search. While this is a more subjective task, considering          tive document type, roughly similar in size and quantity to
each of the listed scenarios provides some insight. In each        productivity application documents, web pages, etc.
case, by employing a private search, the malware author                For each message, a set of associated keywords is ex-
would only reveal that the type of information it seeks is         tracted from the message headers and body. To allow case-
that of the second column. In contrast, by searching explic-       insensitive matching, all extracted words are converted to
itly, they would reveal which specific pieces of information        lowercase. The keyword matching method of [6] results in
they wish to obtain.                                               some (low) probability of each word appearing in a docu-
    The first two rows correspond to general attempts to ob-        ment causing a “false positive” match, in which the docu-
tain account credentials. In these cases, the malware author       ment is returned (consuming space in the fixed length re-
is likely to have little need to conceal the specific accounts      sults buffer) despite not matching the actual query. This
they hope to access. The remaining scenarios correspond to         probability depends on the size allocated for the encrypted
more insidious attempts to gather information that suggest         query, and may be reduced with larger queries. Since gram-
a program of focused espionage, as exemplified by the real          matical words and other generic English words are unlikely
life anecdotes in Section 3.1. In these cases, a query for         to form useful queries, a list of the 1,500 most common En-
specific information is likely to be highly sensitive to the        glish words (derived from the British National Corpus [1])
investigation. This is especially true of the scenarios of the        4 Notwithstanding processing time versus communication time argu-
last two rows, which correspond to monitoring of personal          ments [27], private stream searching may be useful in applications in which
communications.                                                    bandwidth is limited by cost or other constraints.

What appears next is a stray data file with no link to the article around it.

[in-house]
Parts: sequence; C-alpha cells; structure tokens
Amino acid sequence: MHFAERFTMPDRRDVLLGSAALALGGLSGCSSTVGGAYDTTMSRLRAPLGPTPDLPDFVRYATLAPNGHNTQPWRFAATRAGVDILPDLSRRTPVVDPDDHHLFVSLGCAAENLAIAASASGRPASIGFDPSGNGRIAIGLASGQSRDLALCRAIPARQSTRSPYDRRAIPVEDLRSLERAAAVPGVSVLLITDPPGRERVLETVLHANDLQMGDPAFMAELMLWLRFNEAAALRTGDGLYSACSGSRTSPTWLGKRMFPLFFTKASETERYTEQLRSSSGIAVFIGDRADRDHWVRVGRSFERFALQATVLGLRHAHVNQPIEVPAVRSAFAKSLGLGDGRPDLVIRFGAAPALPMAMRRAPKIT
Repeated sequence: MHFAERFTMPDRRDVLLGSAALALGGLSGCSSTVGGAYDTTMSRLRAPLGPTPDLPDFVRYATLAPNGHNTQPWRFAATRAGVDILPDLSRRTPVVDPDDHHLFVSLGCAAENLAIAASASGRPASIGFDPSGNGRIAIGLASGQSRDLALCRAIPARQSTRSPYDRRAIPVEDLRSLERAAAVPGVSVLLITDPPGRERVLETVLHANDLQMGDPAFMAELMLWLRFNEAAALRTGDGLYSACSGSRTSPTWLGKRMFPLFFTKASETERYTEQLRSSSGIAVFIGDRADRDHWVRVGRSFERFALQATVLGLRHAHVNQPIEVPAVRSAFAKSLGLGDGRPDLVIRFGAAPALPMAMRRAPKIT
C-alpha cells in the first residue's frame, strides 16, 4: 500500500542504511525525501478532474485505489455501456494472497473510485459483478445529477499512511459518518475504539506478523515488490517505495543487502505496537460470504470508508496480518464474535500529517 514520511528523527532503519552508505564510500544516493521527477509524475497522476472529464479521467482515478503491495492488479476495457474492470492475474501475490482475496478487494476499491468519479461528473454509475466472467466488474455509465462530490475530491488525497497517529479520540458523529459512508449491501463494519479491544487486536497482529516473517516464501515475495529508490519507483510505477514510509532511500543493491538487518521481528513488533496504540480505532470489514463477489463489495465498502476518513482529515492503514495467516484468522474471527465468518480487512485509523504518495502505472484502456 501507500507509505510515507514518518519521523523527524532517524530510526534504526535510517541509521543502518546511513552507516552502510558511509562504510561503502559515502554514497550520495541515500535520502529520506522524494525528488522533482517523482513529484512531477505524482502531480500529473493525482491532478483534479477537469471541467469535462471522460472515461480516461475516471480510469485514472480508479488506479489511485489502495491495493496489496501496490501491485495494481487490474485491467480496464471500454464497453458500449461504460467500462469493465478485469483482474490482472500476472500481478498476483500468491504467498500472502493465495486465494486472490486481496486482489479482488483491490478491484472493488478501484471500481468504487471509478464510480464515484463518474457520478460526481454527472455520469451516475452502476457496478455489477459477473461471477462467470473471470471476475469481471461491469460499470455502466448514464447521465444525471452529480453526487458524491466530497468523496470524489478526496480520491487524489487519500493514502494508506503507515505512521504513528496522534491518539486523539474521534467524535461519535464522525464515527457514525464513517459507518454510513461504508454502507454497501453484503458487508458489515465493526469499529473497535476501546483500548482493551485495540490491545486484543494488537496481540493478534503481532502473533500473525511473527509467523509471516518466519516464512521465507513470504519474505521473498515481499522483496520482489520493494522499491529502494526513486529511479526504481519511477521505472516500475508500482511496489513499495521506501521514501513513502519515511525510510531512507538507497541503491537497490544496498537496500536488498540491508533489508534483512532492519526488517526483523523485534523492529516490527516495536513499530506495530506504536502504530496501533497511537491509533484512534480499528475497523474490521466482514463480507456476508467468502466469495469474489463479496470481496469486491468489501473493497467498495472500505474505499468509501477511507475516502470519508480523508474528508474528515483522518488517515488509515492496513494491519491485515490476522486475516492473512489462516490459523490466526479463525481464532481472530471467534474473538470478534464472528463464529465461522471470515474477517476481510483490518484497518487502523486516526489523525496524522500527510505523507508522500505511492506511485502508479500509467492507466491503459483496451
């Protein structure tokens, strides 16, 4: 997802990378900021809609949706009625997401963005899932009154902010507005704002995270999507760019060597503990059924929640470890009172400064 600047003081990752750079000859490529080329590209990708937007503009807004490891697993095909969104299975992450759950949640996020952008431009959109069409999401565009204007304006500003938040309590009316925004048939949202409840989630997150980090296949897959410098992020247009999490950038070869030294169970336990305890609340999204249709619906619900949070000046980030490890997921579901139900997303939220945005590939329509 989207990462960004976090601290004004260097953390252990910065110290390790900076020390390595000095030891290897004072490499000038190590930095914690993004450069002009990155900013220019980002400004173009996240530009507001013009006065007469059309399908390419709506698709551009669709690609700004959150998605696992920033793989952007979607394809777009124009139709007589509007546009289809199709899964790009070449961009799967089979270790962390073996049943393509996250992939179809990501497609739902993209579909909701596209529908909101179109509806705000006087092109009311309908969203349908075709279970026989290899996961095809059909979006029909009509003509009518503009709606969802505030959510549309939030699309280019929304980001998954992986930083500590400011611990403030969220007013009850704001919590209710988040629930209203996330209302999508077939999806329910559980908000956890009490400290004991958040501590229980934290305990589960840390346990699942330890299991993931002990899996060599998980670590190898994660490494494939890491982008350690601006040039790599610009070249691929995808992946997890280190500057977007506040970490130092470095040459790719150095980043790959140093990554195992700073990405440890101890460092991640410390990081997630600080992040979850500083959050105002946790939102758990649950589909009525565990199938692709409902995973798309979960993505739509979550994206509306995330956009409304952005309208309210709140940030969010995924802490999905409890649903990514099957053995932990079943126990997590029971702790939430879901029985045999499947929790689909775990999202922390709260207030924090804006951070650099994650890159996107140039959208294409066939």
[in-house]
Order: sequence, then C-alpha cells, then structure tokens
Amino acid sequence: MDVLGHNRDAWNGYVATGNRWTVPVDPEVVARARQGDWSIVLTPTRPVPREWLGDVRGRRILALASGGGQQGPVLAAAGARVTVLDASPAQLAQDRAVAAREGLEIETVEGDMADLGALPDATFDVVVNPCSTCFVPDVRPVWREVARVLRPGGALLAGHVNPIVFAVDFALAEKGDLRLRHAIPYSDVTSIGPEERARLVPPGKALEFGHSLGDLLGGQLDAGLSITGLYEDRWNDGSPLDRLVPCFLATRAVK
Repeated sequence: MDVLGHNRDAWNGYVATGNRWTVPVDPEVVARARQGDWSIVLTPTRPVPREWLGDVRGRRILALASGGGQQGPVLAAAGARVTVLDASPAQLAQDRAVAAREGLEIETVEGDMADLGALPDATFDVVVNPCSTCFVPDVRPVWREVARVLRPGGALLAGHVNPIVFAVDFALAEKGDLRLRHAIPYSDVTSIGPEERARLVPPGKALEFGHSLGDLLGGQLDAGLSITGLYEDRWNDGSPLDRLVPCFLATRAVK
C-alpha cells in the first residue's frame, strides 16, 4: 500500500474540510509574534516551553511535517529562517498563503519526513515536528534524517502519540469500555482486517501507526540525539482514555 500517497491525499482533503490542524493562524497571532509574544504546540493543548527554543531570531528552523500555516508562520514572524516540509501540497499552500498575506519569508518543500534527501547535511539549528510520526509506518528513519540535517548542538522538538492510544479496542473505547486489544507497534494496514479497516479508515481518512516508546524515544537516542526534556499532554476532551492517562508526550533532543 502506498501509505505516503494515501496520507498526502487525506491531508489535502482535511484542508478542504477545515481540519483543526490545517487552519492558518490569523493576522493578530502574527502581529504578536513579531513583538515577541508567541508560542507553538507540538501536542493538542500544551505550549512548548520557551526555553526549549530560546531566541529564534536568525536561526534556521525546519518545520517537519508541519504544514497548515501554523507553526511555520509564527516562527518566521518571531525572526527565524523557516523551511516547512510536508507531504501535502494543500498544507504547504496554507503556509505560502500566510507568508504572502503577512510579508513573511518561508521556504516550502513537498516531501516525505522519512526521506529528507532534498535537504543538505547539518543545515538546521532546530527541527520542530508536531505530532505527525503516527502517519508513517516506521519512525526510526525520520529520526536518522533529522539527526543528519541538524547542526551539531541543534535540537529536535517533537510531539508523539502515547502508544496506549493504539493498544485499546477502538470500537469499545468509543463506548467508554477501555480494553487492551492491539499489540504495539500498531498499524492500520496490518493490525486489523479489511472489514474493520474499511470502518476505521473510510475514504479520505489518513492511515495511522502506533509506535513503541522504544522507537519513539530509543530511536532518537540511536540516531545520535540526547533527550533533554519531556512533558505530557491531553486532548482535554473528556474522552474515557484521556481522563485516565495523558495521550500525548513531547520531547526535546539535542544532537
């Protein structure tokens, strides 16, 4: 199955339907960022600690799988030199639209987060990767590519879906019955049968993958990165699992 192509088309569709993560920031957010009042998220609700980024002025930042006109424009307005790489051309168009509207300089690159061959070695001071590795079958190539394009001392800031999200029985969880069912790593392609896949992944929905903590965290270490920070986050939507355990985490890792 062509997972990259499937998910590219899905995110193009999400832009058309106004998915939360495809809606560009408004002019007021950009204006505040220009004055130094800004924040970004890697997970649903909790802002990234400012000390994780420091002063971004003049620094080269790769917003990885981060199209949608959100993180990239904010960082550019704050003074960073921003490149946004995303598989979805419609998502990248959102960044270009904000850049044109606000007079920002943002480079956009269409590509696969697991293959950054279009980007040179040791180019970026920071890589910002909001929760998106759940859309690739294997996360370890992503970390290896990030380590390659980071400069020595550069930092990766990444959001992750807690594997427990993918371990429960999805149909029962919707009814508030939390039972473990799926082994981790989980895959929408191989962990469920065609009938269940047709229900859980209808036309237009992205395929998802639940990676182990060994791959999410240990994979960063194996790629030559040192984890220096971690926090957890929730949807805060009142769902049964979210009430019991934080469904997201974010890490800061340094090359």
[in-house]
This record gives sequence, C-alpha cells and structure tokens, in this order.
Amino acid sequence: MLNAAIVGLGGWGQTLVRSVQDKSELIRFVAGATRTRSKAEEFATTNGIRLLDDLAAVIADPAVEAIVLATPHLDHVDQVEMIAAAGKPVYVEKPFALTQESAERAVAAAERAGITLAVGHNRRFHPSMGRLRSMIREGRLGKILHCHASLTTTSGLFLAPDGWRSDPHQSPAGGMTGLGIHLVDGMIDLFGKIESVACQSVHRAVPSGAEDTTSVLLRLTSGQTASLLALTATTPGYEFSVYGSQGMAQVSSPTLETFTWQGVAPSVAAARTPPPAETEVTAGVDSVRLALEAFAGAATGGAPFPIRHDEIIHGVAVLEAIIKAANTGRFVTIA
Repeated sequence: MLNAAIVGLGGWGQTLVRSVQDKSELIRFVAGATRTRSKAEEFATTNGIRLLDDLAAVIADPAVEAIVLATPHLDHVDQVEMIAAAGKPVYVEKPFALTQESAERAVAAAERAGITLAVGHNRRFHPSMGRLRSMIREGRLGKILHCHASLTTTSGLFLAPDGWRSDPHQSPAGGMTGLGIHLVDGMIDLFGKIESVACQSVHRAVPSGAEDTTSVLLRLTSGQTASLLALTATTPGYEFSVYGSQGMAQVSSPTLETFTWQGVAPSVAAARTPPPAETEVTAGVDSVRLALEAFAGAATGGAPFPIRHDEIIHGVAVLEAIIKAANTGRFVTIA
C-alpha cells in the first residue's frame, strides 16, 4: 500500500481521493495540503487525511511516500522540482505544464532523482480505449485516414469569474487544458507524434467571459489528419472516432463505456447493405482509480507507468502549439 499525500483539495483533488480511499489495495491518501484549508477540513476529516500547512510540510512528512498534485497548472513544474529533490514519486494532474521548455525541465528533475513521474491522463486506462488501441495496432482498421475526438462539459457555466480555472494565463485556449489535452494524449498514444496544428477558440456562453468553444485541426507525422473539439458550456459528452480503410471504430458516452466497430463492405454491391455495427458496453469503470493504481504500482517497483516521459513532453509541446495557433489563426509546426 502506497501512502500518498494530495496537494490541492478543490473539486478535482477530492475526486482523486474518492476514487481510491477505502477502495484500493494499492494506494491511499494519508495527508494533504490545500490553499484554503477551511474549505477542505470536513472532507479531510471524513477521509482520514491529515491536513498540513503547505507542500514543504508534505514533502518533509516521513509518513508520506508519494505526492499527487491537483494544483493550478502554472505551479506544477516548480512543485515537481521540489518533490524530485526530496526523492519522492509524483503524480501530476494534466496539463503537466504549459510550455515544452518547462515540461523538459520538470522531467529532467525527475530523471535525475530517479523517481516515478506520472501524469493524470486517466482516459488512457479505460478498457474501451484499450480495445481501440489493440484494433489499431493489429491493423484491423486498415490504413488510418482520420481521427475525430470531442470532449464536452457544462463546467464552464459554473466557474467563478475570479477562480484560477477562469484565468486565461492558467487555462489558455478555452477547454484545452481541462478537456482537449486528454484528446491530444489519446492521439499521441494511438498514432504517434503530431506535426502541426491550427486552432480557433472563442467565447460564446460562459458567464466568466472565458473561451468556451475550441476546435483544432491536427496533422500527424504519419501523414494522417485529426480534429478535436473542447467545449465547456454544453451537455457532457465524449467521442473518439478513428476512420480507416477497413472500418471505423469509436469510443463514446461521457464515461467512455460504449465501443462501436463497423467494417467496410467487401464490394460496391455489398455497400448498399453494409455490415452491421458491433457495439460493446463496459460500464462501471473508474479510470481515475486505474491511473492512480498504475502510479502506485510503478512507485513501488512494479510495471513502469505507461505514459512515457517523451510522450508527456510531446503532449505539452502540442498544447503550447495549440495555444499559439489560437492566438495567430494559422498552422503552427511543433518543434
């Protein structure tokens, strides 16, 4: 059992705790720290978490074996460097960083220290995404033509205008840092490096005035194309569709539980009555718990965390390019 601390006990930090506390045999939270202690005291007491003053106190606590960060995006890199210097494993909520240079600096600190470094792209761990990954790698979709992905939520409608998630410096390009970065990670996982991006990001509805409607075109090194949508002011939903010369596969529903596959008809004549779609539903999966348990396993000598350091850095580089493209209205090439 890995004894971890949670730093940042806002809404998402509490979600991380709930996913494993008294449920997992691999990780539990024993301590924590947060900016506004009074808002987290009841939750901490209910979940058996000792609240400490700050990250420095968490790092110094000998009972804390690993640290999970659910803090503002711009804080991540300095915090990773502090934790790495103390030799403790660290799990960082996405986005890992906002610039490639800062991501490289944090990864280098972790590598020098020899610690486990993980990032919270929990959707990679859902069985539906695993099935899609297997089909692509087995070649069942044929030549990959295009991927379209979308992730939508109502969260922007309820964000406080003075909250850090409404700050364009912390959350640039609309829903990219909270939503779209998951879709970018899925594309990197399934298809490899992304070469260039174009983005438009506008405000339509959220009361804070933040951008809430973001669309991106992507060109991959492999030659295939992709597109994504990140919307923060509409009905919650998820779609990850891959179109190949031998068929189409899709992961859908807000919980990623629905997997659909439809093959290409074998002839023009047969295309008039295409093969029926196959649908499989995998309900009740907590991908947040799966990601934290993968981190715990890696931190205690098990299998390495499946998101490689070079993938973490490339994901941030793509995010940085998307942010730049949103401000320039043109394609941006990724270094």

is used to filter the extracted keywords. This has the im-           the first case, we imagine that the workstation of a single
portant effect of reducing these false positives. This also         user has been compromised with malware that will monitor
reduces query secrecy in the sense that it reveals that the         all messages received by or sent by that individual. This
query does not include any of those words, but a brief re-          scenario allows us to consider the use of private stream
view of the words present in the filtering list makes it clear       searching malware in a setting with relatively few docu-
that none are likely to be useful search terms in any case.         ments and more strict requirements on acceptable exfiltra-
Finally, gzip compression is applied to reduce the length of        tion bandwidth. At the other extreme, we also consider the
the message before processing it with the private search al-        case of a compromised mail server that will spy on all mail
gorithm.                                                            passing through its MTA. In this case, a large volume of
   A key task in any use of a system for private stream             documents will be searched, and more bandwidth may be
searching is the selection of a bound on the number of doc-         used to surreptitiously exfiltrate results.
uments to be retrieved. The fixed length of the buffer that is
incrementally updated by the private search algorithm dur-
                                                                    Compromised workstation. To analyze the case of the
ing document processing allows the possibility of an “over-
                                                                    compromise of a single user’s workstation, we collected all
flow” of matches, resulting in the inability to later recon-
                                                                    email from the Enron corpus to and from a single user over
struct the matching documents. The need for a fixed length